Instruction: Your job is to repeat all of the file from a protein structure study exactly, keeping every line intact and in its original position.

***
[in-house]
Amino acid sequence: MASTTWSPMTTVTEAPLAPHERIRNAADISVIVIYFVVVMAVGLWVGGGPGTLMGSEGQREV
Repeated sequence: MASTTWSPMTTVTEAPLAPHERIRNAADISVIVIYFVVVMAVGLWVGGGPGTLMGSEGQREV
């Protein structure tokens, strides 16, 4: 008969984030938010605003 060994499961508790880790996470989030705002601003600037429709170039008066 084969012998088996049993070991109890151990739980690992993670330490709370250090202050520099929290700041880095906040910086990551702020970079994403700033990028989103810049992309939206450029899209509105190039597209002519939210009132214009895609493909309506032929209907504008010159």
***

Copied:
[in-house]
Amino acid sequence: MASTTWSPMTTVTEAPLAPHERIRNAADISVIVIYFVVVMAVGLWVGGGPGTLMGSEGQREV
Repeated sequence: MASTTWSPMTTVTEAPLAPHERIRNAADISVIVIYFVVVMAVGLWVGGGPGTLMGSEGQREV
């Protein structure tokens, strides 16, 4: 008969984030938010605003 060994499961508790880790996470989030705002601003600037429709170039008066 084969012998088996049993070991109890151990739980690992993670330490709370250090202050520099929290700041880095906040910086990551702020970079994403700033990028989103810049992309939206450029899209509105190039597209002519939210009132214009895609493909309506032929209907504008010159």